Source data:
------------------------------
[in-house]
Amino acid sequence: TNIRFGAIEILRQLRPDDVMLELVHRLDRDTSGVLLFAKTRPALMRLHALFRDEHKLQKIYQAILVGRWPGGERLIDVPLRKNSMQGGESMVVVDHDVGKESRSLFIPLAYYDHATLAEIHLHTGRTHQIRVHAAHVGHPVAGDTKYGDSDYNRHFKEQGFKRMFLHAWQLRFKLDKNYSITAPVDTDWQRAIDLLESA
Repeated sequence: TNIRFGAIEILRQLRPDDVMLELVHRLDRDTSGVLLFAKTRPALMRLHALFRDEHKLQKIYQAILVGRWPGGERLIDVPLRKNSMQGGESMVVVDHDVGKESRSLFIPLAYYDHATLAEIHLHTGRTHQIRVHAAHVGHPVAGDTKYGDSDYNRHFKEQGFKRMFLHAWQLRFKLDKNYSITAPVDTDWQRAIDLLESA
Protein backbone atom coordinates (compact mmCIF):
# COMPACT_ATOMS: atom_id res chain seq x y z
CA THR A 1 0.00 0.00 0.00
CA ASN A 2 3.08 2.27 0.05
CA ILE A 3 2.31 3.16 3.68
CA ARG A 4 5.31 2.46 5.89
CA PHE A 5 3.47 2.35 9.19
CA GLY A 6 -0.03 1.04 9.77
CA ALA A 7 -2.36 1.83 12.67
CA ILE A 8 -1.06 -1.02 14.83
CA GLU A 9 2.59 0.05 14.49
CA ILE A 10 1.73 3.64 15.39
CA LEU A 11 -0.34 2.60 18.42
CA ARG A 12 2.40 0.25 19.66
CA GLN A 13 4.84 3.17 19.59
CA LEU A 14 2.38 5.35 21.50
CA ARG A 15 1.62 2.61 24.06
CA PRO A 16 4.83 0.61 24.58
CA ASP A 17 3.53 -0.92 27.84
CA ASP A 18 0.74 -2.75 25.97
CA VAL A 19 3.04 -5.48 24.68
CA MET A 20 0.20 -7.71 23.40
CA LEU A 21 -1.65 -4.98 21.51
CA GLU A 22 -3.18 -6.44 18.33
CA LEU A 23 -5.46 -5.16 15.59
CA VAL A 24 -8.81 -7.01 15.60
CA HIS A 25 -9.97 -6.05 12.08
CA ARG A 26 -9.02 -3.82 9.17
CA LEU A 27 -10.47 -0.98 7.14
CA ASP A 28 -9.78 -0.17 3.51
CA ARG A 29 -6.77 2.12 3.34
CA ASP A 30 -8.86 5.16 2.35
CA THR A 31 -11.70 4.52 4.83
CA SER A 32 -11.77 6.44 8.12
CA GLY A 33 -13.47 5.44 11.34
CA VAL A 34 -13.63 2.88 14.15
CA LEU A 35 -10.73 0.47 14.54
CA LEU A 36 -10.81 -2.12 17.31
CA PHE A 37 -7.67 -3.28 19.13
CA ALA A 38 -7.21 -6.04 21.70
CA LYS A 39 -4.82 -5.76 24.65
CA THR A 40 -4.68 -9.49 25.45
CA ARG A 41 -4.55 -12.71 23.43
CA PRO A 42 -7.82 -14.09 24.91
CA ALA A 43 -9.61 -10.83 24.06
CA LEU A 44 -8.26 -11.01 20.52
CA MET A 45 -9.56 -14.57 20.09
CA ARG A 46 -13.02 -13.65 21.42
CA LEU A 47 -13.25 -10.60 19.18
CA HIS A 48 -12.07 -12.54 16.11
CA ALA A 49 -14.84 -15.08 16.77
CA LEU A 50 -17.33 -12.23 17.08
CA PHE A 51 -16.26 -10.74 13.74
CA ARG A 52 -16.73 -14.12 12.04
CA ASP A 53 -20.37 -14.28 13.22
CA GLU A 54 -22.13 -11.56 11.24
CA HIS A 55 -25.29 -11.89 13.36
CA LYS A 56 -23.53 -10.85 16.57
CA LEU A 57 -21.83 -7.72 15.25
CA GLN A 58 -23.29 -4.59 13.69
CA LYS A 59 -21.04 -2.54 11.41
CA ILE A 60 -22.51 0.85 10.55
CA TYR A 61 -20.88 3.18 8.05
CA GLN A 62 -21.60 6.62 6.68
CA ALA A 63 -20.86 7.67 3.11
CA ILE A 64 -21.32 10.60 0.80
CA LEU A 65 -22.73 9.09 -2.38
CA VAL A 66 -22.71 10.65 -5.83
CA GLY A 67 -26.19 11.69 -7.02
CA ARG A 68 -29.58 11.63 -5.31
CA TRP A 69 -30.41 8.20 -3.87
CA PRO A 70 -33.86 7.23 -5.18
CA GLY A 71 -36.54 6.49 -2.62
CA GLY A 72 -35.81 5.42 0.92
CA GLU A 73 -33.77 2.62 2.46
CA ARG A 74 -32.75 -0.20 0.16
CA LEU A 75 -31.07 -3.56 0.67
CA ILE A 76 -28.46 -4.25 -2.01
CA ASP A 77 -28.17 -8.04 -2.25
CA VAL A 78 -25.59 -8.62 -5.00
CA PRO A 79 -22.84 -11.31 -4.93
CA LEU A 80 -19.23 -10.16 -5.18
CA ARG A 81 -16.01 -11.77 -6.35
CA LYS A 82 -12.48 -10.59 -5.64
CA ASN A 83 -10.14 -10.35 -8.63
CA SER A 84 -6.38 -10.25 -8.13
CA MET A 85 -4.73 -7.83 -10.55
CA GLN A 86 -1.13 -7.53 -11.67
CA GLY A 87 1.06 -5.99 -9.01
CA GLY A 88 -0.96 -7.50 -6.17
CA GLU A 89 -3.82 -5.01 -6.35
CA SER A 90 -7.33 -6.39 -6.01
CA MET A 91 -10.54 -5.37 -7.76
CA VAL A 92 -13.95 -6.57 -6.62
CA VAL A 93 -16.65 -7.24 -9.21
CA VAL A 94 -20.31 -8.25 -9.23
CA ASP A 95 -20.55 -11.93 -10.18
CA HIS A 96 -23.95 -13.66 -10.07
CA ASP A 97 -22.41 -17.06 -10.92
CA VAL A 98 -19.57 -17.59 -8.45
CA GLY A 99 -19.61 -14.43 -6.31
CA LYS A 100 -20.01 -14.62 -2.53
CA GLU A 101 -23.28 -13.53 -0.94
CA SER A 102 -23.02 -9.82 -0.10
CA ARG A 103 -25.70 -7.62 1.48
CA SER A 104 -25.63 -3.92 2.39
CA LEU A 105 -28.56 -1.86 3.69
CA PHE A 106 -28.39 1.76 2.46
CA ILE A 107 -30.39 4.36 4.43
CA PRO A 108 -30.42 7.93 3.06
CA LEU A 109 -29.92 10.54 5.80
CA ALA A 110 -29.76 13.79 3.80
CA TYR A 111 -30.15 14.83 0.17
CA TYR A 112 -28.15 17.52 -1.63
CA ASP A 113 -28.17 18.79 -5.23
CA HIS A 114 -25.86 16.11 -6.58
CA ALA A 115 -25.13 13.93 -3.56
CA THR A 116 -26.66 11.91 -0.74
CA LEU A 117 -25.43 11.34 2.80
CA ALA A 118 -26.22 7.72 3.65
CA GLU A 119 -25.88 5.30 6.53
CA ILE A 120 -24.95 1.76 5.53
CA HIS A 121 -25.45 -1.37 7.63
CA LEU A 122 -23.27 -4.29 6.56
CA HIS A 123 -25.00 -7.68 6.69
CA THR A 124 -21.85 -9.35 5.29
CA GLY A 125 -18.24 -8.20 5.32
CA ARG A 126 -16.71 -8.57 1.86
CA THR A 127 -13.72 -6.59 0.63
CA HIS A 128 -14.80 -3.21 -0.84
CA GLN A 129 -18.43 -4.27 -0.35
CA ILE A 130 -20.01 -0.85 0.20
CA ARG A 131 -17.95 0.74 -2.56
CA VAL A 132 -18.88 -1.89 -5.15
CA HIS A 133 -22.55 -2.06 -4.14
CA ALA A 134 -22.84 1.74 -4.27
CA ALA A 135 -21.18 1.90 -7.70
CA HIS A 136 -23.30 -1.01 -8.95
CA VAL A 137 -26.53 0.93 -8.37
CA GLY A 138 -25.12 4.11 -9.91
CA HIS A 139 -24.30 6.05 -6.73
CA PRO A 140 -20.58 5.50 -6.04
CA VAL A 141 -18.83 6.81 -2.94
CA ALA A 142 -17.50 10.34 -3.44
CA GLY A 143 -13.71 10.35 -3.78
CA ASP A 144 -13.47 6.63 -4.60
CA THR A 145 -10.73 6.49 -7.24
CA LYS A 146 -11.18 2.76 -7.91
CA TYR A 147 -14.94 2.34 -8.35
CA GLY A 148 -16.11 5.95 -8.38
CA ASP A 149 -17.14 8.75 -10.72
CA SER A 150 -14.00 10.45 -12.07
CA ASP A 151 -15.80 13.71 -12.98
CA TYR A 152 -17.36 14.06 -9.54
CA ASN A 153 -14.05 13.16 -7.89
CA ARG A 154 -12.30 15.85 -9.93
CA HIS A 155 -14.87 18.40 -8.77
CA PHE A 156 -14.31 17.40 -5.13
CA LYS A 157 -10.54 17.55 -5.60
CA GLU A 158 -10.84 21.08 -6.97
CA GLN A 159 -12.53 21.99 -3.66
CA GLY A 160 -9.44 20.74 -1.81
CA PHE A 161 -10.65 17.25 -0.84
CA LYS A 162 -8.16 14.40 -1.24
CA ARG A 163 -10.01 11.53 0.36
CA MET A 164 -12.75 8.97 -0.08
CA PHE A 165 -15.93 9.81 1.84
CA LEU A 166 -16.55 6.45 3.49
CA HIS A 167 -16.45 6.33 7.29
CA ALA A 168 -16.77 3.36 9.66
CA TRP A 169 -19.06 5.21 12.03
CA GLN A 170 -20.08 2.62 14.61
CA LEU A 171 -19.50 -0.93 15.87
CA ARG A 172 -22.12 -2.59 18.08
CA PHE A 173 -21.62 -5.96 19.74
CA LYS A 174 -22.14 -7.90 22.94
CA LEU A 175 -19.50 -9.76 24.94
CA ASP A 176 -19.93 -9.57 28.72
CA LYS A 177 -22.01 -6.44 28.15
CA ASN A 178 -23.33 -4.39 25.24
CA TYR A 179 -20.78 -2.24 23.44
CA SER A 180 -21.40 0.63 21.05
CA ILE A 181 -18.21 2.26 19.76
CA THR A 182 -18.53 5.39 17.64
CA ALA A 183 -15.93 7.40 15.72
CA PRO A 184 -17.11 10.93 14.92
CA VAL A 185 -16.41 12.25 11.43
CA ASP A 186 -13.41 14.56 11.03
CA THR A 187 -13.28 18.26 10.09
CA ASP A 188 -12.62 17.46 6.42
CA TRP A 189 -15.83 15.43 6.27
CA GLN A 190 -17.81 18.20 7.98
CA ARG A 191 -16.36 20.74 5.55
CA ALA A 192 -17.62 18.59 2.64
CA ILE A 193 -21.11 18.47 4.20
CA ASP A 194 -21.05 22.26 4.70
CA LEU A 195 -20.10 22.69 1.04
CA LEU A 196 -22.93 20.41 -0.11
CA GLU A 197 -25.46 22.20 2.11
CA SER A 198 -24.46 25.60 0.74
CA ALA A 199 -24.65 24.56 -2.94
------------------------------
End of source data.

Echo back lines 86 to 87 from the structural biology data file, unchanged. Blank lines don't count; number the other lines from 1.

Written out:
CA ARG A 81 -16.01 -11.77 -6.35
CA LYS A 82 -12.48 -10.59 -5.64